Well this was an odd review. So many questions I gave you, like I’m trying to sell it. In truth, I can’t really recommend these books, since while they’re pretty okay, or even good, there’s just way too many way better ones. You take these when you’re done with all other things, not before. Or maybe indeed before, so you don’t get disappointed. The very good part here is the political bit. Whole ruling of the land happening is interesting. And a very bad part is that you get the story through eyes of someone who gets told about the adventure, rather than lived it. So I guess you’d like these books, if you like good old classics, where whole story is written by two people sitting down, and one of them telling their best adventure. Still, I can absolutely give this book a 3.5, which we’ll translate to 4 out of 5 for the sake of it. I’ve no regrets.

Categories: 4-5, Fantasy Books | Tags: , , , , , , , , , | Leave a comment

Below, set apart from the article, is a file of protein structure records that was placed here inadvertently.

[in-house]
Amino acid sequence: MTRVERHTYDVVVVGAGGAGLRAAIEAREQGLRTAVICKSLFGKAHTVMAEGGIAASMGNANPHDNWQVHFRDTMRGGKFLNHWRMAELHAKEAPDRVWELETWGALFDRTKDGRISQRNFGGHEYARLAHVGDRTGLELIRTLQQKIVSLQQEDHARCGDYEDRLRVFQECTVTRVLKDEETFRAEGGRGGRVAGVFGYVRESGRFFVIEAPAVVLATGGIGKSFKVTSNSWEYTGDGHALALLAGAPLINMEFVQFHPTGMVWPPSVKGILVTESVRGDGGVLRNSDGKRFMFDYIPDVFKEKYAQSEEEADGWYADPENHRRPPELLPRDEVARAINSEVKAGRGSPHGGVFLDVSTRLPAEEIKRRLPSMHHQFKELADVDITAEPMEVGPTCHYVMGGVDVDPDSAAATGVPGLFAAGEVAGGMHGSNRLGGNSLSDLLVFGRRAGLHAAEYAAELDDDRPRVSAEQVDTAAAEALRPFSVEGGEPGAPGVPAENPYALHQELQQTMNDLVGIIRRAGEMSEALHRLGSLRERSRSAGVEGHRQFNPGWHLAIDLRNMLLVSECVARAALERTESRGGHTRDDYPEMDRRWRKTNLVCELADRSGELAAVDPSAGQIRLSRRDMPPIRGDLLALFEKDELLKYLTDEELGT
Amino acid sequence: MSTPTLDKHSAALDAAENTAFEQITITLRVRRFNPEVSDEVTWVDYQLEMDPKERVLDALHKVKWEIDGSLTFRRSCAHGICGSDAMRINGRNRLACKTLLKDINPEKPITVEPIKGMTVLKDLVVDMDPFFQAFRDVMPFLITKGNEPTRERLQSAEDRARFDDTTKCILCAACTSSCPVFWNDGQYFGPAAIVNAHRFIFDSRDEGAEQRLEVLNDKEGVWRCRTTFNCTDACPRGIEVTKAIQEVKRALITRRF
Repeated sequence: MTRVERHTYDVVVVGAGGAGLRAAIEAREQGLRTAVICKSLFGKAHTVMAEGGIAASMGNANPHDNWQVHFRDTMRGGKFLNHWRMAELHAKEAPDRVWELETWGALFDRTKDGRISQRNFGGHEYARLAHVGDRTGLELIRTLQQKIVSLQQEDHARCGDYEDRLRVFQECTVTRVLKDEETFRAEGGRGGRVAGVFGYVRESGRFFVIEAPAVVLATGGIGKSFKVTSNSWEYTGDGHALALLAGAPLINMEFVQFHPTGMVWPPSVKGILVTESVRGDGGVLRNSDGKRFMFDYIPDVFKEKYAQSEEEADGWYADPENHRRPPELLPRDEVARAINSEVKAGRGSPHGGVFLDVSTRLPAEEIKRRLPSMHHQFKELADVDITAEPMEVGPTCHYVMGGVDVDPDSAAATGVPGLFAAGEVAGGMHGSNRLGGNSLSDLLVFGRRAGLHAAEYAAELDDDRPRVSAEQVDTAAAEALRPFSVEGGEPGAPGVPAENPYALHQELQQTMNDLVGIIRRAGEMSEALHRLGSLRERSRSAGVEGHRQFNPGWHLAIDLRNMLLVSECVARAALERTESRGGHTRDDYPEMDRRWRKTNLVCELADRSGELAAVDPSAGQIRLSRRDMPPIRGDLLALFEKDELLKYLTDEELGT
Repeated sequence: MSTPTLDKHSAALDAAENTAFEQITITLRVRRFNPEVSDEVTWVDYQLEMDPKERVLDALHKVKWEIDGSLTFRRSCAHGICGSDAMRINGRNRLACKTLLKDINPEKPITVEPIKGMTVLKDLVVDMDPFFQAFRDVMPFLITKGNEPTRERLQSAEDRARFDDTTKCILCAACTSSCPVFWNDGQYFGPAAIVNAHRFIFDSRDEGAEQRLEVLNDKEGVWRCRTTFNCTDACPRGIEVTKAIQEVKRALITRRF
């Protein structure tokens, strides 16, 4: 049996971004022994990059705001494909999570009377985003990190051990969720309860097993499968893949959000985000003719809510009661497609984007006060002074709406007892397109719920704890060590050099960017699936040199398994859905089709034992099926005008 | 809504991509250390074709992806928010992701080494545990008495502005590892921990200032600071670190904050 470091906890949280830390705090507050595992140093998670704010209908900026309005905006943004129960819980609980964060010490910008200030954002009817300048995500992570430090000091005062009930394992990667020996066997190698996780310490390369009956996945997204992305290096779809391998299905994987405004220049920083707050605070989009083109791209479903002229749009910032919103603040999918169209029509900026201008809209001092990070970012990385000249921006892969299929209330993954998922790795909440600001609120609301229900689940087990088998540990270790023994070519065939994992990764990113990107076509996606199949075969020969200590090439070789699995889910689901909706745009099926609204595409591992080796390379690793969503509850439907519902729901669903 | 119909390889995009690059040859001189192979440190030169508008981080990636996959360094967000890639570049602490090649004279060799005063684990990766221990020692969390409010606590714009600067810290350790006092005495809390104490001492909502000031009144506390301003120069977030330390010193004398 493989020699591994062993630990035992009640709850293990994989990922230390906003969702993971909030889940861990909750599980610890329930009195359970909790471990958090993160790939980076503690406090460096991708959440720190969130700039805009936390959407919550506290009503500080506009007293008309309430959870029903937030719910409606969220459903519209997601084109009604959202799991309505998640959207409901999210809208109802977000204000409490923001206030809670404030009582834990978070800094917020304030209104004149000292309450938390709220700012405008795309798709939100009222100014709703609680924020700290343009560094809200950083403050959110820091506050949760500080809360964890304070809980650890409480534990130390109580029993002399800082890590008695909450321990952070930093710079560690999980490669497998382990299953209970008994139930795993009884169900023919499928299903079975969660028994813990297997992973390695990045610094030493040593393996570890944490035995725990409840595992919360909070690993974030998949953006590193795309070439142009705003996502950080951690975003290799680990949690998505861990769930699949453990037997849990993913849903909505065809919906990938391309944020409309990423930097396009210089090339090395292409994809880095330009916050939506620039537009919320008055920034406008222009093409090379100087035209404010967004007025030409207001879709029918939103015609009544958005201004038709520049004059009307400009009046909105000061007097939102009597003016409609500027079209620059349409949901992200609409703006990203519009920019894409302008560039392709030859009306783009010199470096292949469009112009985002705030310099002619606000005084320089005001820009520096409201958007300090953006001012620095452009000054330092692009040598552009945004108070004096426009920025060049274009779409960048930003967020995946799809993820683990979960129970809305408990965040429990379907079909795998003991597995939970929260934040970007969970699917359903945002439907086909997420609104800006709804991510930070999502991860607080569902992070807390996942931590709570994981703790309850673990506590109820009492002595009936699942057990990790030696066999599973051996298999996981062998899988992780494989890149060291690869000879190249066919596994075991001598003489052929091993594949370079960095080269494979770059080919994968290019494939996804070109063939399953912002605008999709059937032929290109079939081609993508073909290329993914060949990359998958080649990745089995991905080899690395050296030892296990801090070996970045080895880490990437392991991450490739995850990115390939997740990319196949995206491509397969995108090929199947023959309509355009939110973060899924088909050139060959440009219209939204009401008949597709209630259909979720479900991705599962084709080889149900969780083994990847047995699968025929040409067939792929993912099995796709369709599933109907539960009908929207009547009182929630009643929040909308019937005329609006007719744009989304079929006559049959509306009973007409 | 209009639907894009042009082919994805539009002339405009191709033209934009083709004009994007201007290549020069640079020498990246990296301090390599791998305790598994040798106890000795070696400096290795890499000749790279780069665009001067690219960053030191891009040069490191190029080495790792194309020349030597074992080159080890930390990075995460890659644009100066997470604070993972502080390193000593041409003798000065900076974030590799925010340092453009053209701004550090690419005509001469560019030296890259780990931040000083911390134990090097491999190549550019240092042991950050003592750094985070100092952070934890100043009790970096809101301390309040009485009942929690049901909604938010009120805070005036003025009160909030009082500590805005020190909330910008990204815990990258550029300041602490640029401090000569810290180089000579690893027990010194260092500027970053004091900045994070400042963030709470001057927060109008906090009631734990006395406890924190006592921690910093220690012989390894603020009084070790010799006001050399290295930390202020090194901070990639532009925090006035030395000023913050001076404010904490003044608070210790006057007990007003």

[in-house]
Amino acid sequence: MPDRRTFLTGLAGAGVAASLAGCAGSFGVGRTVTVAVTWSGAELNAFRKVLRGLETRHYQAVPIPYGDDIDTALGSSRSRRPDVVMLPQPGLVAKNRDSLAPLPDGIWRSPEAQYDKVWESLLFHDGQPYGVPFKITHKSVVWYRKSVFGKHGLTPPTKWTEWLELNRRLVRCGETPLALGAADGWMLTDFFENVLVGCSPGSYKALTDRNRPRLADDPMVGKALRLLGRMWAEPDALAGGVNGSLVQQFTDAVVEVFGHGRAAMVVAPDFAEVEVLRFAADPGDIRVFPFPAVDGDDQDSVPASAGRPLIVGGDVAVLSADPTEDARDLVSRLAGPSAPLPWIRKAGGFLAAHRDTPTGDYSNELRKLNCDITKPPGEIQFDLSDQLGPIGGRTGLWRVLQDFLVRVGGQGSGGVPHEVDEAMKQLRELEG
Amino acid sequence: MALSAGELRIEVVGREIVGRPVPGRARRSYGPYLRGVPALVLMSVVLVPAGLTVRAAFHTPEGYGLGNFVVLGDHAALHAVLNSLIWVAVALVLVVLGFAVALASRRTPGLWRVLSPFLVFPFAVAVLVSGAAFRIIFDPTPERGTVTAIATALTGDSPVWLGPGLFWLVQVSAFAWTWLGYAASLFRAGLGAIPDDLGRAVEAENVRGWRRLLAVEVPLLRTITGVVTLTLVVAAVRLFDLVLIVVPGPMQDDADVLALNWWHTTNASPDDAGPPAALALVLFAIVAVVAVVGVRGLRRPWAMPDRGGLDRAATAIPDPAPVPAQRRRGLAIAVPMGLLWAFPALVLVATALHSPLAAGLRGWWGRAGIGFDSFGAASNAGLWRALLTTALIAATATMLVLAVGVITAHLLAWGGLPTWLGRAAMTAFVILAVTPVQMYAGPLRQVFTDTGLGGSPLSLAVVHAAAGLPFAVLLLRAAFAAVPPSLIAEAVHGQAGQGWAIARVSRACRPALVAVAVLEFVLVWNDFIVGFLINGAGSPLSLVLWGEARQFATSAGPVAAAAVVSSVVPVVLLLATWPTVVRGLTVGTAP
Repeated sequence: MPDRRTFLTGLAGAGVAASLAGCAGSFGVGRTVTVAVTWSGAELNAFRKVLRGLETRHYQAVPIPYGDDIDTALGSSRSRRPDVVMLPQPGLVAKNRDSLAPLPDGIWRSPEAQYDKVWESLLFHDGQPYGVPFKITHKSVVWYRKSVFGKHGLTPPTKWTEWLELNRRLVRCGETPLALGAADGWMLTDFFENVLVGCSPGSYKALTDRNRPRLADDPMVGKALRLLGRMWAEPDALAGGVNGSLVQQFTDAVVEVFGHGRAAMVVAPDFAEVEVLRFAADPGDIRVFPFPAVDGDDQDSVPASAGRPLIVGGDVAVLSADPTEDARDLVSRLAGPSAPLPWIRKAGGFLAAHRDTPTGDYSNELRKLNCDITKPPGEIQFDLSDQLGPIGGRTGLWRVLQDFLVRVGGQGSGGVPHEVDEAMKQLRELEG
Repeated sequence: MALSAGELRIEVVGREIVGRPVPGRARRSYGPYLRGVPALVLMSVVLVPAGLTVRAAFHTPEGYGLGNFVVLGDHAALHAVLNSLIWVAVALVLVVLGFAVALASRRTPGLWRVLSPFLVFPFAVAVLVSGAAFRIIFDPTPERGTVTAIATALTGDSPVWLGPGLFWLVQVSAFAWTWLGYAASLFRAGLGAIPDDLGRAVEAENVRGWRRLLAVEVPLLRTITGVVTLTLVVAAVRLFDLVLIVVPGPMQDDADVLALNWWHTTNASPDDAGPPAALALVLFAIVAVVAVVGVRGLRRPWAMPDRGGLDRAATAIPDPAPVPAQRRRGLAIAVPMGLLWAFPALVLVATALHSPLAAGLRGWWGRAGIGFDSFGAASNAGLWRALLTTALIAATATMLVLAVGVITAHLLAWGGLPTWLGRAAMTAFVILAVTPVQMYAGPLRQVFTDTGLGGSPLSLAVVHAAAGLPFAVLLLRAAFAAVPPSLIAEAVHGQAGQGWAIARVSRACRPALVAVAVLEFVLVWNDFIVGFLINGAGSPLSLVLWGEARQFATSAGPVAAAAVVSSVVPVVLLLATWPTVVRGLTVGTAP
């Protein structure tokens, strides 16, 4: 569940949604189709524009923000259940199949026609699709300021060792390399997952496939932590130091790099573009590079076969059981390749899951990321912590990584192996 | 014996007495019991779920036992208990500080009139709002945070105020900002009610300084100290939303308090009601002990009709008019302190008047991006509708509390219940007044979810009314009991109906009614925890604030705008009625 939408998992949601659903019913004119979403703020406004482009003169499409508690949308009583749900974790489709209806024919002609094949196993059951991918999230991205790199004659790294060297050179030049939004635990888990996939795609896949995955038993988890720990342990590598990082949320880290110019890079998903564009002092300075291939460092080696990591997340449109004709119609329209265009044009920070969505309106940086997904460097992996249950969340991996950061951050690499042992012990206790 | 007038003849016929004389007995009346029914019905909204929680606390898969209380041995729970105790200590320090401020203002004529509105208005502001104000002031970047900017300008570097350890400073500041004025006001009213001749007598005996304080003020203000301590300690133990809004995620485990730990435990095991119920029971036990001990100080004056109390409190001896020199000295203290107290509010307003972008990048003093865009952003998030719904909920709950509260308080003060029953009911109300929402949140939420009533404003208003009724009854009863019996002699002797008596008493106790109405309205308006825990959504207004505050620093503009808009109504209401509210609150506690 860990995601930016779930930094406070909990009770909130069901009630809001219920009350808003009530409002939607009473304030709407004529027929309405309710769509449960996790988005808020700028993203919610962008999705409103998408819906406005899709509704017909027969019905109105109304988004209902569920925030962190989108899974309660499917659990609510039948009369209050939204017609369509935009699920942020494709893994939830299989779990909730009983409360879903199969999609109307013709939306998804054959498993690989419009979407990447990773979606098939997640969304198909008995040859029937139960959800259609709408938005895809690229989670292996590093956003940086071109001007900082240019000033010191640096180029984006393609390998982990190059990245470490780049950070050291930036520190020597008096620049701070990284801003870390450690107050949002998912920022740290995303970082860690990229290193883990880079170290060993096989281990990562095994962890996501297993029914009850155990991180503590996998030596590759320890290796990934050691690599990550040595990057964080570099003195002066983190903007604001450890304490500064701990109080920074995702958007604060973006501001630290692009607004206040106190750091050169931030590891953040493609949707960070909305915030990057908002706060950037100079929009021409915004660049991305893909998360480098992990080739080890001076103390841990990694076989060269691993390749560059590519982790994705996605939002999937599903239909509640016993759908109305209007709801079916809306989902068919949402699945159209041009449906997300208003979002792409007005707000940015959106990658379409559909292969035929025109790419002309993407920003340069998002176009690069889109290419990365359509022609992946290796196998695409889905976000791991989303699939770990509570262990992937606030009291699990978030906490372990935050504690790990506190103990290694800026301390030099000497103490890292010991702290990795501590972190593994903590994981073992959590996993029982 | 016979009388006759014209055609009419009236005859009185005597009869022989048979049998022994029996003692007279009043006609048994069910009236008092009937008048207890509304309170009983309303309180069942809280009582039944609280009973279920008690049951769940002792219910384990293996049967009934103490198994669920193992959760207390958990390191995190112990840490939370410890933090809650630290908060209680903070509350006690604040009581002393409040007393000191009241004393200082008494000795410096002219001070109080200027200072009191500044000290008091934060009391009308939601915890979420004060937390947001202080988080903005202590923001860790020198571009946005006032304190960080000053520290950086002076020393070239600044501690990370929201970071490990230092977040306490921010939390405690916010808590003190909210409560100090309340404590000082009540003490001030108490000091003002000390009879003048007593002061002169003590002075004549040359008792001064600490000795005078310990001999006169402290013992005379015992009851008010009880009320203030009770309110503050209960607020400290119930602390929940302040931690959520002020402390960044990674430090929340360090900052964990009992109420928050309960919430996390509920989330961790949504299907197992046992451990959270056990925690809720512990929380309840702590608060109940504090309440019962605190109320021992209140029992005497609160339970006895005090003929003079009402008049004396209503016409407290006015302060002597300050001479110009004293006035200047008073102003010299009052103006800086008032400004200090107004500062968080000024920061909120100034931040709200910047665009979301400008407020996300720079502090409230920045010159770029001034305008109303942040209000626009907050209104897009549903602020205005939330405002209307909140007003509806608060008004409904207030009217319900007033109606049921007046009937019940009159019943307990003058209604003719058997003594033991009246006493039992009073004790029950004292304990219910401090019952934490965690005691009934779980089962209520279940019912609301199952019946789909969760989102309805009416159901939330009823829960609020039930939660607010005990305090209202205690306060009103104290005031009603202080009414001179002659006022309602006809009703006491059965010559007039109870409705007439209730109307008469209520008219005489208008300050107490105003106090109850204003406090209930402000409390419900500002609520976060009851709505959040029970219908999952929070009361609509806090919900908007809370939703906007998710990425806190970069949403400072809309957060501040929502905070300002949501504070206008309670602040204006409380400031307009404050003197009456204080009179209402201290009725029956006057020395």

Neil Gaiman – Anansi Boys [2]

ananI really did enjoy American Gods, so when I noticed Anansi Boys by Neil Gaiman (ISBN 0060515198; 384p.; Goodreads) marked as second book, I had to take it. But this one lacked the charm American Gods had, and is absolutely not a sequel of any kind. Merely the setting is the same, but you can read or not read either one – they’re not connected with anything but the fact: there’s gods here.

Fat Charlie’s father has died. And while he’s not too heartbroken about it, this death keeps ruining his life! First he finds out his father was actually a Spider God. Then, that he has a brother. Then this brother turns out to be much cooler, and way more interesting than Charlie. People can’t tell them apart, and yet they obviously prefer this brother. His boss, and his fiance too… And then it turns out that this brother, is not even a brother. He’s a little more. And a little less.